22 of 24 people found the following review helpful
on December 29, 1999
This is Meyendorff's great work on St. Gregory Palamas, and it is well deserving of the renown it has gained. Readers with a casual (non-academic) interest in Palamas should refer to Meyendorff's shorter work "Gregory Palamas and Orthodox Spirituality," which has in mind that particular audience. This book is aimed at those desiring an insightful and in-depth knowledge of the saint, and will more than satisfy in all regards.
12 of 13 people found the following review helpful
I just finished this classic work by Meyendorff on St. Gregory Palamas. In a word: superb. Meyendorff excels in exposing the reader to the details of the life and thought of this great theologian and saint.
The book is divided into two parts: the history of the man is part one, and then an overview of his thought is part two.
Part one is very interesting as it puts the controversies surrounding Palamas in context and explains both the theological and political reasoning behind those who opposed him, as well as his own motivations.
Part two is especially impressive. I must admit, I have struggled to understand even the basics of Palamite theology. Yet Meyendorff does a superb job of explaining his thought without dumbing down the content.
From reading this book, I have gained a great appreciation for this brilliant - and saintly - theologian of the East.
1 of 4 people found the following review helpful
on December 26, 2014
John Meyendorf was a person steeped in Nietzshe supporting the thought processes of Sir Houston Stewart Chamberlain,
Alfred Rosenberg, Lothrop Stoddard and Madison Grant. The book is very critical and it appears the four individuals mentioned
had studied eastern orthodoxy and collaberated in writing this book. Meyndorf certainly used the after mentioned individuals critical thought processes. This is a very good coverage of the Palamite doctrine of Hesychism which goes beyond what Hindu and Buddhist yoga teaches. Hesychism will take a person into danger zones as defined by notable and reputable Hindu swamis and Buddhist teachers-their teachings are safe-this is very dangerous unless under priestly/monastic guidance of the Eastern Orthodox Church. Learning this is like learning how to drive a Bugati-if you make a wrong move, you can unlock very hostile unseen forces that can cause great harm. Meyndorf was actually a cryptic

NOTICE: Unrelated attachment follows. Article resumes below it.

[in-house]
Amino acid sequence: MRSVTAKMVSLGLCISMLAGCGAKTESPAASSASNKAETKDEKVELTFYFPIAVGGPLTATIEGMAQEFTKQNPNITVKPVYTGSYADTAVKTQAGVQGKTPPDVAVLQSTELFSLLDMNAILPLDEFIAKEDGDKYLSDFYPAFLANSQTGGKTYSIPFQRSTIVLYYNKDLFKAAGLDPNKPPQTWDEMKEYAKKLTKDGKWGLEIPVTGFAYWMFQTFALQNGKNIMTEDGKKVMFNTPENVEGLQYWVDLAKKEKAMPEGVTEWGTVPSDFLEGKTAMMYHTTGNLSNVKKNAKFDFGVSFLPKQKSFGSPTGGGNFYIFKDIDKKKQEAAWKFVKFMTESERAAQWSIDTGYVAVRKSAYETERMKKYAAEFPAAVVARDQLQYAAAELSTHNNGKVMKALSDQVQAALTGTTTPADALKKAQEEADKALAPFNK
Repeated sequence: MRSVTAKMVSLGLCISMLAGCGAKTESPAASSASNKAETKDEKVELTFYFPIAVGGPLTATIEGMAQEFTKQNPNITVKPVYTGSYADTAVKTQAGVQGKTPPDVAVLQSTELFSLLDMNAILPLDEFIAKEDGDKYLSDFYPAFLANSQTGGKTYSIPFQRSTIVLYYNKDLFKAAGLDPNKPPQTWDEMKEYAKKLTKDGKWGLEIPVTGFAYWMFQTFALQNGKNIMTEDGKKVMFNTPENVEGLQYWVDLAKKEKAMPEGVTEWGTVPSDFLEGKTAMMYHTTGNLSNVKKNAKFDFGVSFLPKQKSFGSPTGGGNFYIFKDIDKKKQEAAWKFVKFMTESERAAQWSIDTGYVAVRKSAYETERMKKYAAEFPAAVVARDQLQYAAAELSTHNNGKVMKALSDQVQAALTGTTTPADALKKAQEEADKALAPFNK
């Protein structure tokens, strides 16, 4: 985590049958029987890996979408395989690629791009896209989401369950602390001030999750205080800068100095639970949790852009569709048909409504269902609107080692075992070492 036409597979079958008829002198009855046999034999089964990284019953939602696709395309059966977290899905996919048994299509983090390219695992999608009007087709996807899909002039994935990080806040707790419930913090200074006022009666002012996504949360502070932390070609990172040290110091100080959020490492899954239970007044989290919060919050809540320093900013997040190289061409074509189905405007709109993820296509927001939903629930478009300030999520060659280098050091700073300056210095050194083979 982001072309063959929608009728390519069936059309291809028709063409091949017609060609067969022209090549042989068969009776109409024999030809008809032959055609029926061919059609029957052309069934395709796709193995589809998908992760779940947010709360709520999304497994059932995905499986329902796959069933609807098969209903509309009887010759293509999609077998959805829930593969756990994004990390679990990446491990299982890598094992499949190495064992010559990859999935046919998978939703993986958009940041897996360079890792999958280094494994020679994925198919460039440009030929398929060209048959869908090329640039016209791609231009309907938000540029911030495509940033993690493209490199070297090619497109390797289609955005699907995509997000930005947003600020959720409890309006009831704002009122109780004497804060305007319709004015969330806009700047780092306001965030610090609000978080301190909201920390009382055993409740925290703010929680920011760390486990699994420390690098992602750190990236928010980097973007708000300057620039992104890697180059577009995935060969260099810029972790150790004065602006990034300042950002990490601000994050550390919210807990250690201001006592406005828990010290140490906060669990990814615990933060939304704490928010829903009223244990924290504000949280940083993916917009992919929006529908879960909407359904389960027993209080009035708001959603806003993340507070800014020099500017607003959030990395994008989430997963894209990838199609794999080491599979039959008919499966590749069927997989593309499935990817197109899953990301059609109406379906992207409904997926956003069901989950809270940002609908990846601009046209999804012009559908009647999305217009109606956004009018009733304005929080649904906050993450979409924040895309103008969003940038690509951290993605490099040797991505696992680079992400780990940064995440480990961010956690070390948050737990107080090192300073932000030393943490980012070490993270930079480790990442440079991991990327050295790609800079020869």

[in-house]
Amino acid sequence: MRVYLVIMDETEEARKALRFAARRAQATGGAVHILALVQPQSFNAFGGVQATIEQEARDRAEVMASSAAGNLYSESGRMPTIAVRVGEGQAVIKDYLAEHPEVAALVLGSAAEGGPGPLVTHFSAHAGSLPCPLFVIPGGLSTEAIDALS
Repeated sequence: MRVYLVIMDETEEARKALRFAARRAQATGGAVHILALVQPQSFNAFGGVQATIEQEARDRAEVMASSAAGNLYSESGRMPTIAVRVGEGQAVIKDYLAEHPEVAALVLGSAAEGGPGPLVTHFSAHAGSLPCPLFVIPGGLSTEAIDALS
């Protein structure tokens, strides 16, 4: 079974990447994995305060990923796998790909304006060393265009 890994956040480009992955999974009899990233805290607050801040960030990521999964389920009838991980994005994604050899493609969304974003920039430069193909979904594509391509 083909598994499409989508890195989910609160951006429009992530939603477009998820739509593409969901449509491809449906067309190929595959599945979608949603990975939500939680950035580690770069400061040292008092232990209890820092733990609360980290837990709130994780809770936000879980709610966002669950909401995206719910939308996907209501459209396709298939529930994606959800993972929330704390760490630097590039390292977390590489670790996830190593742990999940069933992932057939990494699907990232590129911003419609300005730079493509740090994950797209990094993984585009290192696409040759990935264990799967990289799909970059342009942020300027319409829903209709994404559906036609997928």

Buddhist, even though he was an Orthodox priest. The danger involved here is dualism which can create extremely dangerous spiritual situations of fragmentation and outright war on a nationwide basis-that is why Eastern orthodox clerical guidance is needed. Once mastered as St Gregory Palamas did, a person will become a person
of extreme power as long as poverty, chastity and obediance to a hesychast master or
straight martyrdom if your not yet made such accomplishments. Other than that, all you can say is Lord Jesus Christ have mercy on me a wretched sinner.